North Korea slams US ‘gangster-like’ demands after disarmament talks. But is this a negotiating tactic?
Different descriptions of meeting raised fears that disarmament negotiations may be doomed before they really begin
US Secretary of State Mike Pompeo on Sunday shrugged off North Korean accusations of “gangster-like” behaviour and said sanctions on Pyongyang would only be lifted with “final” denuclearisation.
Speaking in Tokyo after two days of intense discussions in Pyongyang, Pompeo insisted the talks were making progress and were being conducted in “good faith.”
In stark contrast, Pyongyang’s take was overwhelmingly negative, with the North warning that the future of the peace process was being jeopardised by overbearing US demands for its unilateral nuclear disarmament.
Speaking privately, US officials suggested the harshly-worded North Korean reaction was a negotiating tactic. But after two days of theatrical amity in Pyongyang it illustrated the gulf that remains between the two sides.
In Tokyo, Pompeo briefed his Japanese and South Korean counterparts on the talks, and sought to reassure them that the dialogue with North Korea would continue.
His trip to Pyongyang had been aimed at fleshing out denuclearisation commitments made during last month’s historic summit between US President Donald Trump and North Korean leader Kim Jong-un.
North Korea has long trumpeted a denuclearisation goal, but one that it sees as a lengthy process of undefined multilateral disarmament on the entire Korean peninsula, rather than a unilateral dismantlement of its nuclear arsenal.
Speaking in Tokyo, Pompeo said his efforts to push the North on disarmament had the backing of the entire international community.
Important talks today with PM Abe, FM Kong & FM Kang. The US #ROK & #Japan stand together to achieve the final, fully verified denuclearization of #DPRK as agreed to by Chairman Kim. @usembassytokyo @StateDept pic.twitter.com/L9FpR6muzD
— Secretary Pompeo (@SecPompeo) July 8, 2018
Today I met with #Japan ‘s PM @AbeShinzo to discuss #DPRK & the US-Japan alliance. The continues strength of the bilateral relationship helps ensure peace in the region. @usembassytokyo pic.twitter.com/5R5LCIQOPy
— Secretary Pompeo (@SecPompeo) July 8, 2018
“If those requests were gangster-like, the world is a gangster, because there was a unanimous decision at the UN Security Council about what needs to be achieved,” he said.
While insisting again that the talks were moving forwards, he stressed that nothing had happened to merit a relaxation of the tough sanctions imposed on the North over its nuclear missile programme.
“It seems the US misunderstood our goodwill and patience,” the statement said.
Pyongyang noted that it had already destroyed a nuclear test site - a concession that Trump has publicly hailed as a victory for peace - and lamented that Pompeo had proved unwilling to match this with US concessions.
It dismissed Trump’s unilateral order to suspend joint US and South Korean war games as a cosmetic and “highly reversible” measure and criticised US negotiators who “never mentioned” the subject of bringing the 1953 Korean war to a formal end with a peace treaty.
“We thought that the US side would come with a constructive proposal... But this expectation and hope of ours was so naive as to be gullible,” the statement said.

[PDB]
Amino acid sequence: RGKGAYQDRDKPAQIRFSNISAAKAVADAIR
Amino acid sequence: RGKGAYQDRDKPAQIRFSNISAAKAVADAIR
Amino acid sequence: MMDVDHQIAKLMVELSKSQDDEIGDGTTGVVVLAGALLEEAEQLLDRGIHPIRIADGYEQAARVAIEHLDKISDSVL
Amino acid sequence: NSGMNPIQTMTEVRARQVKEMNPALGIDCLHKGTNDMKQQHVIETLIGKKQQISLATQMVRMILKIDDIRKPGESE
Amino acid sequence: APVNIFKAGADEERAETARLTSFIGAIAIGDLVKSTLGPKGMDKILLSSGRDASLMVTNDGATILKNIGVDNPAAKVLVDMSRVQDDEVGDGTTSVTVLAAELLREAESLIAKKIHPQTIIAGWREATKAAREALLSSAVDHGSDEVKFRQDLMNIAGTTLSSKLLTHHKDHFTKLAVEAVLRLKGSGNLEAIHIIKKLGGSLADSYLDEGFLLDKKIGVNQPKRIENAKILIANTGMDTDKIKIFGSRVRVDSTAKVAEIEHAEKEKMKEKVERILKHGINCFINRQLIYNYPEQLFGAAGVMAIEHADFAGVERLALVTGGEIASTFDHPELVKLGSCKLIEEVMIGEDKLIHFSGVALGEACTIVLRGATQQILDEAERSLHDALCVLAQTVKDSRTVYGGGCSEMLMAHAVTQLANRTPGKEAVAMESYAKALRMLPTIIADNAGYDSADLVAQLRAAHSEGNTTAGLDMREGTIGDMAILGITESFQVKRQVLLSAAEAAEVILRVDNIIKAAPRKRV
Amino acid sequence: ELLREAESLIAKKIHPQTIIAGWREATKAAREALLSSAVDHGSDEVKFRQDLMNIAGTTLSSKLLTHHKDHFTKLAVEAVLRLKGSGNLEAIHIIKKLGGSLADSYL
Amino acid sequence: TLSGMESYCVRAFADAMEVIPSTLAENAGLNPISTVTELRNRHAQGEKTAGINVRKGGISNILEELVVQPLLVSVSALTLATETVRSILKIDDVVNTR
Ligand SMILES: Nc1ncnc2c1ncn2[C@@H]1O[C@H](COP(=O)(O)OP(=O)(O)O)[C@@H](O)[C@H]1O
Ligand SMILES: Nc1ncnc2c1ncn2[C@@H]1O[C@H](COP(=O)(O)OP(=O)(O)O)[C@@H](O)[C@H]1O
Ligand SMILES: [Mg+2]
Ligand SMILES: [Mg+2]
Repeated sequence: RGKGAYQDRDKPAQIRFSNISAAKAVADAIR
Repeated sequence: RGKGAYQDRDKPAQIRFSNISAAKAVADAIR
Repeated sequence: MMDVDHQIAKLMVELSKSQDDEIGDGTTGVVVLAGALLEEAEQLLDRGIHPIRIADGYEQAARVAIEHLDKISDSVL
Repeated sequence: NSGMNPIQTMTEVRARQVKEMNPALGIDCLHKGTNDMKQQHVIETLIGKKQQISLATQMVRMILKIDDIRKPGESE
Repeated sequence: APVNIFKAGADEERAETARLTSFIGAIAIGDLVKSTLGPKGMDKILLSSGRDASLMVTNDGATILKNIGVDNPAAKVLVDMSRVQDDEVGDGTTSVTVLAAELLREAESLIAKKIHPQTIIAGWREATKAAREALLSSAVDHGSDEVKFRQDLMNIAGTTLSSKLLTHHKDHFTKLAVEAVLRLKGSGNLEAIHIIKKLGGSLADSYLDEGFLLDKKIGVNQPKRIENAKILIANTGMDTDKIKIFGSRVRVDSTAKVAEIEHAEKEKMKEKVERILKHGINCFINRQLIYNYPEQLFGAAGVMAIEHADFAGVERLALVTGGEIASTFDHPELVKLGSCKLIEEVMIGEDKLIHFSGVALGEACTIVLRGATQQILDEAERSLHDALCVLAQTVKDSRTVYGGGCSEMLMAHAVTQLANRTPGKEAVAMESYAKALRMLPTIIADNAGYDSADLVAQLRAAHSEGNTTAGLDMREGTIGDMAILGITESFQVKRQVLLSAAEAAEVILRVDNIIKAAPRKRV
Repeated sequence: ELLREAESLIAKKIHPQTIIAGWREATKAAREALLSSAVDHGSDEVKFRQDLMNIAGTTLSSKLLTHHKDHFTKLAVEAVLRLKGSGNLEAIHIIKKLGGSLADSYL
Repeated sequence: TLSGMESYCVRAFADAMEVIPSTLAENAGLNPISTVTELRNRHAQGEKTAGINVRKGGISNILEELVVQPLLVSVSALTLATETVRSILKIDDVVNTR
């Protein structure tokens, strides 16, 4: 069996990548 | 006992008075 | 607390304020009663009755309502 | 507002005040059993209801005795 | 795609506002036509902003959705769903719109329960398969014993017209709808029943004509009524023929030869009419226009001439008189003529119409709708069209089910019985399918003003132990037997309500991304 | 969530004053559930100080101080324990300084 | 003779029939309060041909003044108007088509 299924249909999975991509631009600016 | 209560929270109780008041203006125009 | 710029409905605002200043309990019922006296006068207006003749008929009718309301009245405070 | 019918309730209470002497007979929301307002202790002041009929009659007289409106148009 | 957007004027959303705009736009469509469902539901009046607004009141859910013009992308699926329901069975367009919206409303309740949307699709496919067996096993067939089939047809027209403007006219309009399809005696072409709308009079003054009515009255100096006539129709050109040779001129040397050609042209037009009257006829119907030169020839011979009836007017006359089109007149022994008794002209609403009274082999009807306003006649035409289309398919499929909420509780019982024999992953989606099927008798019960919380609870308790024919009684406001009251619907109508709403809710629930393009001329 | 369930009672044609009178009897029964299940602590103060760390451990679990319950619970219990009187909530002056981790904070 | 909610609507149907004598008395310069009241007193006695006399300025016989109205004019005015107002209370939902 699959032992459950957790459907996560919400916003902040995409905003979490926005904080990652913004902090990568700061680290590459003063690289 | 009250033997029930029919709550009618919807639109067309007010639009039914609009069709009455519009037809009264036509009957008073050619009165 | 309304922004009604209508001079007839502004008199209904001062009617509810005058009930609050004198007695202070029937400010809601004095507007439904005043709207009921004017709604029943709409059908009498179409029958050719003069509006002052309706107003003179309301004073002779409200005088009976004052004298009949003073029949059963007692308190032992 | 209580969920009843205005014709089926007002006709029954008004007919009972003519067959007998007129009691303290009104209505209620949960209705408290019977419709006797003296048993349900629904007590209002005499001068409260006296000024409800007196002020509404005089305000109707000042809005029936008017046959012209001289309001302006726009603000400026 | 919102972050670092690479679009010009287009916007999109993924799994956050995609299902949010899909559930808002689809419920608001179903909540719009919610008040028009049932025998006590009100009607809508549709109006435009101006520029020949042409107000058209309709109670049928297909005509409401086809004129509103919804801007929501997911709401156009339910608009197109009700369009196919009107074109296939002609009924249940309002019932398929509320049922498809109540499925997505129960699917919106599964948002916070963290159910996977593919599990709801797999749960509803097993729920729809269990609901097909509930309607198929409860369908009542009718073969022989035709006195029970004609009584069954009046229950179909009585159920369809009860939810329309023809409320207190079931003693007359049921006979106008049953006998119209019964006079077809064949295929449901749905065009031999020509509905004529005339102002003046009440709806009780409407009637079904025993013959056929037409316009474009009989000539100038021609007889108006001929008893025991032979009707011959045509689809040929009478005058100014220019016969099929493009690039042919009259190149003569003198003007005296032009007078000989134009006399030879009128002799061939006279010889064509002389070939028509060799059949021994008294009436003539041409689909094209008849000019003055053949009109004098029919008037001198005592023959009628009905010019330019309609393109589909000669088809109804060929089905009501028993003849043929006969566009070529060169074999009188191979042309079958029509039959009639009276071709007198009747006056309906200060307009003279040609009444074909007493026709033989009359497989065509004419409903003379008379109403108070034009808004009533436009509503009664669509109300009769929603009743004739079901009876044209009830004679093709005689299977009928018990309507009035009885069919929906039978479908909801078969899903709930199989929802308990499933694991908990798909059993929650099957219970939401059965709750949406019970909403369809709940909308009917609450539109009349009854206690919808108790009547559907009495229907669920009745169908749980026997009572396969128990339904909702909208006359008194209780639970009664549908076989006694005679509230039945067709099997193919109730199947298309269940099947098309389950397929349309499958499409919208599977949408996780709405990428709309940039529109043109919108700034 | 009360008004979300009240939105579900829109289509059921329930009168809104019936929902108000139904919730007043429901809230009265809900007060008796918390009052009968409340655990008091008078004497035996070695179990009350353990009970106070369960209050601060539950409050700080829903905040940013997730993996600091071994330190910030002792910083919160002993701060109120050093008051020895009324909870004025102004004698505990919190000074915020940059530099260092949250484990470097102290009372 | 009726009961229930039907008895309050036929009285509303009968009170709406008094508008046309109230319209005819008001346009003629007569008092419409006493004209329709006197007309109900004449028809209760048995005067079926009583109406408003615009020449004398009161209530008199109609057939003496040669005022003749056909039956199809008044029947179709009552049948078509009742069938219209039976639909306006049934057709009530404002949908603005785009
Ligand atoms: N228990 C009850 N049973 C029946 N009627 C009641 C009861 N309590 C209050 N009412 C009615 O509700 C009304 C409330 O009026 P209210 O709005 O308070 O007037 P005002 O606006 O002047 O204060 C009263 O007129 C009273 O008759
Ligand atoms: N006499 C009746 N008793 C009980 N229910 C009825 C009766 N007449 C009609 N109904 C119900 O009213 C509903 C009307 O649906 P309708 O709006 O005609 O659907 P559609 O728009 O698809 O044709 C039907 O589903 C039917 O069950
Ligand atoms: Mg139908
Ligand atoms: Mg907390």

The foreign ministers of Japan, the United States and South Korea meanwhile pledged to cement their unity in urging North Korea to denuclearise as promised.
“We were able to reaffirm our unwavering commitment to the continued strengthening of our trilateral cooperation toward the common goal of North Korea’s complete, verifiable and irreversible dismantlement of all nuclear weapons and missiles,” Foreign Minister Taro Kono told a joint press conference.
Pompeo also met with Japanese Prime Minister Shinzo Abe, who has placed priority on resolving the issue of North Korea’s abductions of Japanese nationals in the 1970s and 1980s.
“The settlement of outstanding issues surrounding North Korea, including nuclear, missile and abduction, will be extremely important to Japan, and that will also be extremely important for regional peace and stability,” Abe said at the outset of the talks.
Abe has expressed a willingness to directly talk with North Korea even as questions remain over what a potential summit can yield.
Professor Yang Moo-jin at the University of North Korean Studies in Seoul said Pyongyang wants to separate “US bureaucrats from President Trump, expressing trust in him”.
“This is not to break the talks. The North is trying to get an upper hand in further negotiations,” he explained.
“North Korea expected Pompeo to bring a concrete proposal for security guarantee but it was disappointed as the US side reiterated the old demand that the North should denuclearise first before the US gives it anything in return.”
Pompeo, who was on his third visit to Pyongyang, began the outreach when he was still Trump’s CIA director and remained the point man on negotiations after the process became public and he became secretary of state.
State Department spokeswoman Heather Nauert downplayed the significance of Kim’s decision not to receive Pompeo, saying there was never any expectation of a meeting.
Nauert also denied a South Korean report that Pompeo delivered to Kim a CD recording of Elton John’s “Rocket Man” autographed by Trump. The only item left behind, she said, was a letter from Trump for Kim.
Additional reporting by Associated Press and Tribune News Service